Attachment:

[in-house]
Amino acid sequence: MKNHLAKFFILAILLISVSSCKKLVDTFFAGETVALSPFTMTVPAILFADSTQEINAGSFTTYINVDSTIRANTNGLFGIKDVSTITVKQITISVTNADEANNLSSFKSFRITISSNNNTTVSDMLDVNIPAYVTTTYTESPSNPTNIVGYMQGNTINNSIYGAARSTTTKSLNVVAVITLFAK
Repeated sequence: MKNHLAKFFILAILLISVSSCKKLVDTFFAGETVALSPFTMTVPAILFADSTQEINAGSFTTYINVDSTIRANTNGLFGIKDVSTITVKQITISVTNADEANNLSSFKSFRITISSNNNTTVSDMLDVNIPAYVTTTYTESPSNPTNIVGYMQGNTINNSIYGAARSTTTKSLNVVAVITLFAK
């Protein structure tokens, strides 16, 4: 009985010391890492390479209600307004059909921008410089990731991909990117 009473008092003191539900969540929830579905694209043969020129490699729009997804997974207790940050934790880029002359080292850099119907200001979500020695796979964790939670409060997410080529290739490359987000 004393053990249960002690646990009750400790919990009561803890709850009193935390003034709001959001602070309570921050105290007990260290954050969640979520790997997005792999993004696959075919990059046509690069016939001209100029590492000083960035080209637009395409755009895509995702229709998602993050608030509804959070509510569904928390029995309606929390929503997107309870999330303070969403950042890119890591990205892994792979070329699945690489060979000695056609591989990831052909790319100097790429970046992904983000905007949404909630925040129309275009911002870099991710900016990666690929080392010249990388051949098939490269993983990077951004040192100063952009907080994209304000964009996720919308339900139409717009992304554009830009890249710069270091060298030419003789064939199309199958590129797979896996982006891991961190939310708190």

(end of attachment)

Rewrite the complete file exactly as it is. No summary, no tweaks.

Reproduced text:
[in-house]
Amino acid sequence: MKNHLAKFFILAILLISVSSCKKLVDTFFAGETVALSPFTMTVPAILFADSTQEINAGSFTTYINVDSTIRANTNGLFGIKDVSTITVKQITISVTNADEANNLSSFKSFRITISSNNNTTVSDMLDVNIPAYVTTTYTESPSNPTNIVGYMQGNTINNSIYGAARSTTTKSLNVVAVITLFAK
Repeated sequence: MKNHLAKFFILAILLISVSSCKKLVDTFFAGETVALSPFTMTVPAILFADSTQEINAGSFTTYINVDSTIRANTNGLFGIKDVSTITVKQITISVTNADEANNLSSFKSFRITISSNNNTTVSDMLDVNIPAYVTTTYTESPSNPTNIVGYMQGNTINNSIYGAARSTTTKSLNVVAVITLFAK
């Protein structure tokens, strides 16, 4: 009985010391890492390479209600307004059909921008410089990731991909990117 009473008092003191539900969540929830579905694209043969020129490699729009997804997974207790940050934790880029002359080292850099119907200001979500020695796979964790939670409060997410080529290739490359987000 004393053990249960002690646990009750400790919990009561803890709850009193935390003034709001959001602070309570921050105290007990260290954050969640979520790997997005792999993004696959075919990059046509690069016939001209100029590492000083960035080209637009395409755009895509995702229709998602993050608030509804959070509510569904928390029995309606929390929503997107309870999330303070969403950042890119890591990205892994792979070329699945690489060979000695056609591989990831052909790319100097790429970046992904983000905007949404909630925040129309275009911002870099991710900016990666690929080392010249990388051949098939490269993983990077951004040192100063952009907080994209304000964009996720919308339900139409717009992304554009830009890249710069270091060298030419003789064939199309199958590129797979896996982006891991961190939310708190």